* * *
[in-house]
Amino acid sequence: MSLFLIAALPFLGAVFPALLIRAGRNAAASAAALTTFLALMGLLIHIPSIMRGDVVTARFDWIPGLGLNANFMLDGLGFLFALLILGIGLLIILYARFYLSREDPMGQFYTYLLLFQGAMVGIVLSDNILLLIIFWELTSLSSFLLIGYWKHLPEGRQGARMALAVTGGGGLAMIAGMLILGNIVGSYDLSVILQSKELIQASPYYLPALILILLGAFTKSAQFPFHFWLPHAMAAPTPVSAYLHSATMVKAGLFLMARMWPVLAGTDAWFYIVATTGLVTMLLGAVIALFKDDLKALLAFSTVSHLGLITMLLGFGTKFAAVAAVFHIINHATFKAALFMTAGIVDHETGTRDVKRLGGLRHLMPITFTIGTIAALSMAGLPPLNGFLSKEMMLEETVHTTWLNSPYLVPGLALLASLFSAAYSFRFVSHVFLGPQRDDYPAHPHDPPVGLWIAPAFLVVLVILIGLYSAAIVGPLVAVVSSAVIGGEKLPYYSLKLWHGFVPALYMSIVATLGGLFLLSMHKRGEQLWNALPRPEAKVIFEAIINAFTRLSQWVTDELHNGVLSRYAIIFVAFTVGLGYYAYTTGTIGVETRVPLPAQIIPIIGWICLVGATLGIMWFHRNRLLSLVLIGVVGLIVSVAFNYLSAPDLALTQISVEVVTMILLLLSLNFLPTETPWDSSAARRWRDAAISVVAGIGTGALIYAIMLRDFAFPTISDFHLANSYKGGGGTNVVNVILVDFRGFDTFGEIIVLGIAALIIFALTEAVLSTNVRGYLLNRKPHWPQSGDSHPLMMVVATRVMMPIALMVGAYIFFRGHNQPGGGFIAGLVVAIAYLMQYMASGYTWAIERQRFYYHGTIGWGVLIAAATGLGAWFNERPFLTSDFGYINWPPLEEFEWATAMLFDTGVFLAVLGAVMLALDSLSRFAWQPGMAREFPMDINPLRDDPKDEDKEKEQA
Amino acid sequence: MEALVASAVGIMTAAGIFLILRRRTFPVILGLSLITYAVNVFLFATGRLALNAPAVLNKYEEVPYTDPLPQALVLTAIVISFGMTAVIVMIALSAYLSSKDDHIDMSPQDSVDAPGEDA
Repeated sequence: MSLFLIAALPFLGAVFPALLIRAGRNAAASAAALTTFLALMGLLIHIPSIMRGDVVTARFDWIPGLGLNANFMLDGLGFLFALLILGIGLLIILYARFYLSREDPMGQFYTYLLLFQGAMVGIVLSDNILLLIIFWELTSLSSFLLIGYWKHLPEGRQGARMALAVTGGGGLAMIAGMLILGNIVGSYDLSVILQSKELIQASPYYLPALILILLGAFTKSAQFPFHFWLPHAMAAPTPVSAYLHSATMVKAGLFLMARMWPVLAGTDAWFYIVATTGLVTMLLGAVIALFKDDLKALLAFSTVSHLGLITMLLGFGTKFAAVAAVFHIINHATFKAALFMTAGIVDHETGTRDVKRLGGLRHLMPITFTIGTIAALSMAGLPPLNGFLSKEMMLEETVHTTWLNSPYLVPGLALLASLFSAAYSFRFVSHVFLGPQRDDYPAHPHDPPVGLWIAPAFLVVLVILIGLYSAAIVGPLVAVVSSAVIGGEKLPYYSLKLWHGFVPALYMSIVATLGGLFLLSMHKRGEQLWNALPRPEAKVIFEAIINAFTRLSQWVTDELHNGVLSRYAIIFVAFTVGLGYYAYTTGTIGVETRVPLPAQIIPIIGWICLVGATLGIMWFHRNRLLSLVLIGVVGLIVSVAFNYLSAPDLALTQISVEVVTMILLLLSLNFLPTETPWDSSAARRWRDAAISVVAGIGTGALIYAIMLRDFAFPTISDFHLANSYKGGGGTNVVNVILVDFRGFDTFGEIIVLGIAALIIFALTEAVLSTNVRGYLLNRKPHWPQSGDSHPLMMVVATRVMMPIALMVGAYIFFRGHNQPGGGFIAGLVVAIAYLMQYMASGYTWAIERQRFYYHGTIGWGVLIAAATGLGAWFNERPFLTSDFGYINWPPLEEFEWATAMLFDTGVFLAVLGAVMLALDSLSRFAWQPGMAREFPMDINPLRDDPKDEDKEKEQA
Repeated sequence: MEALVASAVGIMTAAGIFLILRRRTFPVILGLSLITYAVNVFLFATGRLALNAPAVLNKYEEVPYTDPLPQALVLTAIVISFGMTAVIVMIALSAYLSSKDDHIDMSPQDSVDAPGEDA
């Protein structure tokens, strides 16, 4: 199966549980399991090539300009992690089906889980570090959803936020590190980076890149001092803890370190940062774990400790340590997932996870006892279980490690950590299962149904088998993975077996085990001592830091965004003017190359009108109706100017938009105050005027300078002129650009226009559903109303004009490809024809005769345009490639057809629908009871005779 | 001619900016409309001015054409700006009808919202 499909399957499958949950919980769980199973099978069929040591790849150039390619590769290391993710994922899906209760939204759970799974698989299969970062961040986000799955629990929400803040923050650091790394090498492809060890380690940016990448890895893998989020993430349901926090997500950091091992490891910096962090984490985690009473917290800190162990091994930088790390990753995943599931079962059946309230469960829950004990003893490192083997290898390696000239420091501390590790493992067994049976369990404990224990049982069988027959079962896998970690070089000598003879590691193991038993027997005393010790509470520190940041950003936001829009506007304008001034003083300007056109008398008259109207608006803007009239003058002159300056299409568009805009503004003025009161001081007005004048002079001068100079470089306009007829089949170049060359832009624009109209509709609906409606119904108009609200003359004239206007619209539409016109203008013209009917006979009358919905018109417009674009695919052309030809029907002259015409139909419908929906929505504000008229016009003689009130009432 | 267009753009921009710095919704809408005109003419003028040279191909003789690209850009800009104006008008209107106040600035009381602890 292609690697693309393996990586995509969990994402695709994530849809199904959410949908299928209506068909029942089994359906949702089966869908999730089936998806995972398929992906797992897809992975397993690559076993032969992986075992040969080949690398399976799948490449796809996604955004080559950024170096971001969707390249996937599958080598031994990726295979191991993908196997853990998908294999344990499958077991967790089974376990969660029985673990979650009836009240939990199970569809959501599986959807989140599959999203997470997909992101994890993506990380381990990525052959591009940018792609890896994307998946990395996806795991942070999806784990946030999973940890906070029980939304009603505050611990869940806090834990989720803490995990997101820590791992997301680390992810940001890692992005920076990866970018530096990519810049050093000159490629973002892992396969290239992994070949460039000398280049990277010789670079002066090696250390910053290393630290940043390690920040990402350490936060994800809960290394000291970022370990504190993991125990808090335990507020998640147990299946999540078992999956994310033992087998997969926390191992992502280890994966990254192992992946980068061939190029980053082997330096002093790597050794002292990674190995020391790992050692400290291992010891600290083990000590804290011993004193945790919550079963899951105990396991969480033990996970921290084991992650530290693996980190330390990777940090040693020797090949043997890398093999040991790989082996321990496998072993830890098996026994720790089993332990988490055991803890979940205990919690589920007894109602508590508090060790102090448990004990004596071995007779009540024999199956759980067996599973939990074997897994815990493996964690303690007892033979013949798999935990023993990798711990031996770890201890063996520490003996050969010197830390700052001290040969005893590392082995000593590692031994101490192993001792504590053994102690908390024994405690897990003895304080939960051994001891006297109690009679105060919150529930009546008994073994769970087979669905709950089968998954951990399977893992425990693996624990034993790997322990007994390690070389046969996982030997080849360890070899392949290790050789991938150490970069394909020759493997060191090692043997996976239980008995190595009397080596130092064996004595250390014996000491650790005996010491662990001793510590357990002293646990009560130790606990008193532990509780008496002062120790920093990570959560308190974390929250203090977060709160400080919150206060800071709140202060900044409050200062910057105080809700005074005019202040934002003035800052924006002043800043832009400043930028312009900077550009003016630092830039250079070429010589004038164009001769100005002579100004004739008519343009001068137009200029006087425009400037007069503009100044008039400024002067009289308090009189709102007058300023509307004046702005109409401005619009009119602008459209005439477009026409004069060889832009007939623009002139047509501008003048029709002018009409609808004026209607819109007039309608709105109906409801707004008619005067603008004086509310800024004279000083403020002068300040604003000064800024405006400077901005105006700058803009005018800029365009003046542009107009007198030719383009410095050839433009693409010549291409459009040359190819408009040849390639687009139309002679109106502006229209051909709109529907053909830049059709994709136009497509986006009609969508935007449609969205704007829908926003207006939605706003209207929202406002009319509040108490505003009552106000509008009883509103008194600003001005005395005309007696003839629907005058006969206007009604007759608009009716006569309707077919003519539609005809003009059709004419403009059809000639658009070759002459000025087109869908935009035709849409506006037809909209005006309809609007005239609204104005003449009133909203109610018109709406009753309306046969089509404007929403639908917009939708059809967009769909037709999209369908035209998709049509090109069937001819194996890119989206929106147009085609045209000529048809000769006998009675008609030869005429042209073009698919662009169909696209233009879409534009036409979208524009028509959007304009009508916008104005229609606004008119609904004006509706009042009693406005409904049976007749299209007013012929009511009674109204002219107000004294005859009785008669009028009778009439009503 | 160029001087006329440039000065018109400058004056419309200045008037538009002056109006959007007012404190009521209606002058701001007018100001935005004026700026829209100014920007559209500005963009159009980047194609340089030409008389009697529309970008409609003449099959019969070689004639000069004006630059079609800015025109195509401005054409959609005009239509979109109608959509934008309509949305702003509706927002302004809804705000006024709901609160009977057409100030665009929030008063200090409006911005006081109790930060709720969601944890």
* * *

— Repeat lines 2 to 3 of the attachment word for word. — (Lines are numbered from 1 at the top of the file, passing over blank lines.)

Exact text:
Amino acid sequence: MSLFLIAALPFLGAVFPALLIRAGRNAAASAAALTTFLALMGLLIHIPSIMRGDVVTARFDWIPGLGLNANFMLDGLGFLFALLILGIGLLIILYARFYLSREDPMGQFYTYLLLFQGAMVGIVLSDNILLLIIFWELTSLSSFLLIGYWKHLPEGRQGARMALAVTGGGGLAMIAGMLILGNIVGSYDLSVILQSKELIQASPYYLPALILILLGAFTKSAQFPFHFWLPHAMAAPTPVSAYLHSATMVKAGLFLMARMWPVLAGTDAWFYIVATTGLVTMLLGAVIALFKDDLKALLAFSTVSHLGLITMLLGFGTKFAAVAAVFHIINHATFKAALFMTAGIVDHETGTRDVKRLGGLRHLMPITFTIGTIAALSMAGLPPLNGFLSKEMMLEETVHTTWLNSPYLVPGLALLASLFSAAYSFRFVSHVFLGPQRDDYPAHPHDPPVGLWIAPAFLVVLVILIGLYSAAIVGPLVAVVSSAVIGGEKLPYYSLKLWHGFVPALYMSIVATLGGLFLLSMHKRGEQLWNALPRPEAKVIFEAIINAFTRLSQWVTDELHNGVLSRYAIIFVAFTVGLGYYAYTTGTIGVETRVPLPAQIIPIIGWICLVGATLGIMWFHRNRLLSLVLIGVVGLIVSVAFNYLSAPDLALTQISVEVVTMILLLLSLNFLPTETPWDSSAARRWRDAAISVVAGIGTGALIYAIMLRDFAFPTISDFHLANSYKGGGGTNVVNVILVDFRGFDTFGEIIVLGIAALIIFALTEAVLSTNVRGYLLNRKPHWPQSGDSHPLMMVVATRVMMPIALMVGAYIFFRGHNQPGGGFIAGLVVAIAYLMQYMASGYTWAIERQRFYYHGTIGWGVLIAAATGLGAWFNERPFLTSDFGYINWPPLEEFEWATAMLFDTGVFLAVLGAVMLALDSLSRFAWQPGMAREFPMDINPLRDDPKDEDKEKEQA
Amino acid sequence: MEALVASAVGIMTAAGIFLILRRRTFPVILGLSLITYAVNVFLFATGRLALNAPAVLNKYEEVPYTDPLPQALVLTAIVISFGMTAVIVMIALSAYLSSKDDHIDMSPQDSVDAPGEDA